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‘We All Learn Differently Olympics’ held at Fayetteville Elementary

Occupational therapist Teresa Wildhack demonstrates a “squiggle pen” with Karina Balian (left, fourth grade) and Katyanna Noble (fourth grade). The pen is an exercise for students working on their fine motor skills.

Occupational therapist Teresa Wildhack demonstrates a “squiggle pen” with Karina Balian (left, fourth grade) and Katyanna Noble (fourth grade). The pen is an exercise for students working on their fine motor skills. Provided

— What is it like for a child to navigate a wheelchair through a cluttered classroom? How would it feel to not hear everything your teacher said?

Students at Fayetteville Elementary School in the Fayetteville-Manlius School District found out during the “We All Learn Differently Olympics” (WALDO). It was held at the school Nov. 29 and 30.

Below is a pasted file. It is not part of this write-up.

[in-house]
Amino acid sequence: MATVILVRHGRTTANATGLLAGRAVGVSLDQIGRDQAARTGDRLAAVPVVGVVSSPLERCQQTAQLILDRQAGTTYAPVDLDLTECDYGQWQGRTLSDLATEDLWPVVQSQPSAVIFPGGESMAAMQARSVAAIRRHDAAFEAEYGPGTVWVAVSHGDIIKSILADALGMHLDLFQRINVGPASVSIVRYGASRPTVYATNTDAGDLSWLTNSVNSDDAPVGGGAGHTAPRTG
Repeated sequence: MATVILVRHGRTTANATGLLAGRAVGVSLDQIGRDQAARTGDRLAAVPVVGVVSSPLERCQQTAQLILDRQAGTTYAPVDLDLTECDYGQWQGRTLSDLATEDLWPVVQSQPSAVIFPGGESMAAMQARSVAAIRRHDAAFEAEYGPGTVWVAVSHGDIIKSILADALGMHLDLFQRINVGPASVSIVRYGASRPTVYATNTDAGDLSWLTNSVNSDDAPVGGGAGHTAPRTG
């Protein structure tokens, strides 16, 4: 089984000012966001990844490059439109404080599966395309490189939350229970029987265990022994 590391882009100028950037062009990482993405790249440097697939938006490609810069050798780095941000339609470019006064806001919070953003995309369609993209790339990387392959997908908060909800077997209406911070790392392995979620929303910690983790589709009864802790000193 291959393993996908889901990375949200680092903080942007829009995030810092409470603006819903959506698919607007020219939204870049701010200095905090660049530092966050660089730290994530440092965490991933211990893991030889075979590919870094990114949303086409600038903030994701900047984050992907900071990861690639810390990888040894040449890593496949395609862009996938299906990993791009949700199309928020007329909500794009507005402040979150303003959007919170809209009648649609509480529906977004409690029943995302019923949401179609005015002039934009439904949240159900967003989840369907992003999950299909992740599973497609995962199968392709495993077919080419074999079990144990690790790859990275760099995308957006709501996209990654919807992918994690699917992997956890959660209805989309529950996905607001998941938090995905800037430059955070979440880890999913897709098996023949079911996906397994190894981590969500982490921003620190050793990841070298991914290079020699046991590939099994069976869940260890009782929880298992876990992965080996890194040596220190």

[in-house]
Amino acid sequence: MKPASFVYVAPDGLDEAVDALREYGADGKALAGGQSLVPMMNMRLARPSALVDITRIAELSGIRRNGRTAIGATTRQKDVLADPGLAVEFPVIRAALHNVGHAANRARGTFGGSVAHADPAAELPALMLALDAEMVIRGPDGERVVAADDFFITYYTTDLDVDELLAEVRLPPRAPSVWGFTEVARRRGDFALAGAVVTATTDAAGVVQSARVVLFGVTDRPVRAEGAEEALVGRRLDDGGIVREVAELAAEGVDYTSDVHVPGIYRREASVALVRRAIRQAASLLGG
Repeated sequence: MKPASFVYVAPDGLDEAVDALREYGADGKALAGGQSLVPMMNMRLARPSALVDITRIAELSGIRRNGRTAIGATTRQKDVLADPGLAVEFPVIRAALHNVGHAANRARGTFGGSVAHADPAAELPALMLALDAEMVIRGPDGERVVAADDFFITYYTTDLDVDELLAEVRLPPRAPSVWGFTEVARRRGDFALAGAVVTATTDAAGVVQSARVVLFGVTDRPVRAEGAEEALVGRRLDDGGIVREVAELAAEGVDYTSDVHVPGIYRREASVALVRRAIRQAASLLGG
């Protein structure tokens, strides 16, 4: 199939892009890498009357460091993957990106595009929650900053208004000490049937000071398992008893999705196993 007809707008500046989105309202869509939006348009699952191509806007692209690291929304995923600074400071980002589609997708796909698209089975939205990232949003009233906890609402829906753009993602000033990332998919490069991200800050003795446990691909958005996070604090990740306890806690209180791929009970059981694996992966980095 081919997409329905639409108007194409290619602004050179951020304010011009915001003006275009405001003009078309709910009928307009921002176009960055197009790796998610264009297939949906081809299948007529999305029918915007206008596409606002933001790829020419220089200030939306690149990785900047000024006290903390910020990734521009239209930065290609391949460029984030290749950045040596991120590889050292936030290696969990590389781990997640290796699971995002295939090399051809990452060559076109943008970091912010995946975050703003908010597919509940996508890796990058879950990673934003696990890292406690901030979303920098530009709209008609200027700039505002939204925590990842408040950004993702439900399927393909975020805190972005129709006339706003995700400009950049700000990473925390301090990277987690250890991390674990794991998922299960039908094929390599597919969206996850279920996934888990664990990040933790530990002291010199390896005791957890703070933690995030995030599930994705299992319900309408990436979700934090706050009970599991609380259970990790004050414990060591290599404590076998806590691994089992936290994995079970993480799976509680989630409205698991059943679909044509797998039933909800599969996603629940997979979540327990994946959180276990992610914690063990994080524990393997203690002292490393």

Third and fourth grade students participated in a variety of activities designed to give them a glimpse into the life of fellow students who may learn or experience things differently than themselves. WALDO is held every other year in the school and is organized by physical education teachers Laurie Valentine and Matt Murphy.

“We want WALDO to create an awareness of disabilities. It is about having a conversation and creating respect among all of the students,” Murphy said.

As students progressed through six stations in the gym, they were given opportunities to experience parts of their normal school day as some of their peers do. They also received an activity book with a different page referencing each of the stations.

“The students went through authentic challenges that other students face,” Valentine said.

The six stations had participants:

—Navigate a wheelchair around desks;

—Read a passage with letter reversals and spacing errors;

—Learn about food allergies;

—Wear goggles to simulate blurred vision;

—Discover how listening impacts writing and language; and

—Attempt to throw a ball or walk while off-balance.

“The point of the day is not to have students feel sorry for other students,” Murphy said. “It is to have them embrace that people learn differently. We hope they will be better able to interact with each other.”

School counselor Bob Baker will follow up with students in the classroom to discuss what they learned and to answer questions.

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